Rifle Scopes Does magnification equal accuracy?

TommyD11730

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Does magnification equal accuracy?
Hey guys I'm new to shooting with scopes. Shot irons most of my life buy as I hit my mid 50s I discovered scopes.
So long and short of it I have 2 bolt action rifles. Both with Athalon Midas Tacs scopes. Most of my shooting was at a 1/2" red circle @ 100 yards. Scopes worked just fine and I was happy.
Then I started shooting 200Y. I chose a splatter style target (3") so I could see my small caliber impacts. This is where my trouble started.
The center of the target is red, but at distance it's very dark. Dark enough my black non illuminated reticle gets lost on it. So, I added a 1" green dot to the target and that helps alot.
So I'm wondering what I should do if I choose to replace these scopes. Do I stay on the same magnification but look for better glass? Do I look for a greater then 25x scope? Or would something like an illuminated reticle solve my problem?
I know scopes can be very selective to the user's eyes. Definitely welcome any comments and or suggestions.
Thanks!
 

FuhQ

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    I have an astigmatism in my right (dominant) eye, so for me, quality glass in high-magnification scopes does work best for my load development on rifles, because I can really zoom into the same spot on the bullseyes each time, to really get an idea of how well a load is grouping. If you're using a low magnification scope with a fat reticle, you can't really zoom in like that, and the crosshairs are covering up the bull.

    So, in essence, it's whatever works best for you for your intended use/purpose with the rifle. Some folks shake really bad, and can't get steady enough when they zoom in too far on a target. The higher you zoom, any movement is amplified the higher in the magnification range you go. I shoot off heavy sandbags when doing load development, so getting steady isn't an issue.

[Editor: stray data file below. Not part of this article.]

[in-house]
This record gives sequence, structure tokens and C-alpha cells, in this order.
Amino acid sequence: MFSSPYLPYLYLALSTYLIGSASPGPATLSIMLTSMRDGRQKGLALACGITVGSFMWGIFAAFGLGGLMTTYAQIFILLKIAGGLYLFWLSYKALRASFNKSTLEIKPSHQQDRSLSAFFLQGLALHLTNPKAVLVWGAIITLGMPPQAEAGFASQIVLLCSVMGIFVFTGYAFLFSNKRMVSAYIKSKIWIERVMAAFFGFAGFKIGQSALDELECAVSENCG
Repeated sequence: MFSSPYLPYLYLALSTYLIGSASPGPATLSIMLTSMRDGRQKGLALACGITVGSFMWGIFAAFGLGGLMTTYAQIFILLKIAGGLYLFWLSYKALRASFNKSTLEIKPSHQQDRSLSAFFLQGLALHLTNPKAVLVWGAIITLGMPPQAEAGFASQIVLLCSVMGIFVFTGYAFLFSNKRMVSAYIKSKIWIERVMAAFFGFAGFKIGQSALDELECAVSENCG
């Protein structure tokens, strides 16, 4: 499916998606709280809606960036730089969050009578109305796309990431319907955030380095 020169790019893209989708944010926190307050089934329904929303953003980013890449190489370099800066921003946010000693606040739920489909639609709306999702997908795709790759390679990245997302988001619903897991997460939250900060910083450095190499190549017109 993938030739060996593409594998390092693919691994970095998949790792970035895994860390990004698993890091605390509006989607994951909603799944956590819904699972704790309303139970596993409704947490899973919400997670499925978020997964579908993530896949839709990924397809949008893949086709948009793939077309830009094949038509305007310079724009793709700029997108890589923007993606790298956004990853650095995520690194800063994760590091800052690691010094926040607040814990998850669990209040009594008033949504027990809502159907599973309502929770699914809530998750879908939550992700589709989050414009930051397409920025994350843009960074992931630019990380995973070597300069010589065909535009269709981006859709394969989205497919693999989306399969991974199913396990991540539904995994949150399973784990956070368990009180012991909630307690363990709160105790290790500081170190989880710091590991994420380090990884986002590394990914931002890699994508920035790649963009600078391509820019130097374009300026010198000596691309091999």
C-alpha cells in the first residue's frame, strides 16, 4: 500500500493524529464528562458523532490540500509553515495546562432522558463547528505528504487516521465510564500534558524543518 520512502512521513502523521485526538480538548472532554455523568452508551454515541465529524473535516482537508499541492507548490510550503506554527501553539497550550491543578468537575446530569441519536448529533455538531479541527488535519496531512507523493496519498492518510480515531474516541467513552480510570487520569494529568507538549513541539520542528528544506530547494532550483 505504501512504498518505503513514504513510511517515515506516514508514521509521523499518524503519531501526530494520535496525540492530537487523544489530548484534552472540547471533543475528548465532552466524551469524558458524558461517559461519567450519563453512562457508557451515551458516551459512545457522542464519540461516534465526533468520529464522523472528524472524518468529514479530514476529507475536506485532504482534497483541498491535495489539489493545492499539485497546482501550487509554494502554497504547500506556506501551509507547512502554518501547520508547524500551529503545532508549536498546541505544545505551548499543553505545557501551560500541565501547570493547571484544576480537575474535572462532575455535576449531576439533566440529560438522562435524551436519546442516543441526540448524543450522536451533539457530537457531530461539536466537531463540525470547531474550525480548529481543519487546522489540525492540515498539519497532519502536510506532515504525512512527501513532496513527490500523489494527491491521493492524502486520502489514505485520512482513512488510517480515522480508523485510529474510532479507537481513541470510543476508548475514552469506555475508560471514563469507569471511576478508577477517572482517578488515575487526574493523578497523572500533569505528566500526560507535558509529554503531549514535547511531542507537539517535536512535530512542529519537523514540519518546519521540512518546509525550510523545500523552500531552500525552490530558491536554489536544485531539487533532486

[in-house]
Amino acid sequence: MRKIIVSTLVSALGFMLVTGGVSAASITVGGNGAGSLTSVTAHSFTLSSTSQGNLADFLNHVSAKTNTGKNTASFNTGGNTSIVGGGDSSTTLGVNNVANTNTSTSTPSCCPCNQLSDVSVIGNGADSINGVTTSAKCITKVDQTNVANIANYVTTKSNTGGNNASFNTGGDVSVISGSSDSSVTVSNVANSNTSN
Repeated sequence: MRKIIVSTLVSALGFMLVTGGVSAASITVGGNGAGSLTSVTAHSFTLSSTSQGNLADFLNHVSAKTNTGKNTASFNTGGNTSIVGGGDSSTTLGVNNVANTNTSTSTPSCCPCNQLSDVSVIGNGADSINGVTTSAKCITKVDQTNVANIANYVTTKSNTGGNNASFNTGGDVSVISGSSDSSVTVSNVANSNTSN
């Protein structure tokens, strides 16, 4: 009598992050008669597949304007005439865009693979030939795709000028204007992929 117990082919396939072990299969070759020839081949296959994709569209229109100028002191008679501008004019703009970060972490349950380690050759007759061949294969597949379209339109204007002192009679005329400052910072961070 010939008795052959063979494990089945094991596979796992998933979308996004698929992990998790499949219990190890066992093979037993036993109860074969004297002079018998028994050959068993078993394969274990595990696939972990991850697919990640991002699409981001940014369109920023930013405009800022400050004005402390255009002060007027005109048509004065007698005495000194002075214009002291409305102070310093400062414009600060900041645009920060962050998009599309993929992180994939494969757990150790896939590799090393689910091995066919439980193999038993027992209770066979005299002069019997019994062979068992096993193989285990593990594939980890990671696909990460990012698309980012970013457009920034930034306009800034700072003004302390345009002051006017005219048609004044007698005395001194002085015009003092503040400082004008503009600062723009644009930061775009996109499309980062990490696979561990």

So, to each his own... For me, yes, it equals greater consistency (true accuracy), then a lower-powered optic. But everyone's skills and eyes are different.

    If you're wanting something with more magnification than your Midac Tac's, but around the same price range, and with Japanese ED glass... Give a look to the Arken EP5. It's on sale right now, too. I have one, and it's a phenomenal scope for the money.

     
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    TommyD11730

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    I followed the link, but that scope has the same max (25) as the Midas, so it's a wash.
    I agree 100% RE a thick reticle and sold 1 scope for that very reason.
    I shoot off a decent rest with a rear bag. So aside from controlling my heartbeat that end is covered.
     

    K2e2vin

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    If you're wanting something with more magnification than your Midac Tac's, but around the same price range, and with Japanese ED glass... Give a look to the Arken EP5. It's on sale right now, too. I have one, and it's a phenomenal scope for the money.

    I have both of those scopes. Arken gets you illuminated reticle but that's about the only thing you gain over the Midas TAC. I actually prefer the Midas TAC over the EP5.
     
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    ForgeValley

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    To the extent that it allows you to make the most accurate shot you and your rifle system are capable of in the conditions, yes.

    That doesn't mean higher magnification is better. The appropriate magnification is better. Shoot on a day with heavy mirage to understand this.
     
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    ITR_98_111

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    I’ll tell you, I shot my 22lr accurately with globe sights than with my 10-50x Kahles. The difference is, I had no idea how I was grouping with the irons until I used the spotting scope. The globe sights I was centering the globe on the 3” target and allowed as much precision as my scope. Some people don’t like high magnification due to the small eyebox but I’ll be real honest that I personally couldn’t hit sub moa at 200 without it
     

    fdkay

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  • Nov 27, 2009
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    magnification has nothign to do with accuracy.
    One of the things that I found, especially when first starting to shoot with decent optics, is that the shooter frequently begins to focus on the target, not on the aiming point.
    Just like shooting with irons, you must focus on the sight, not the target.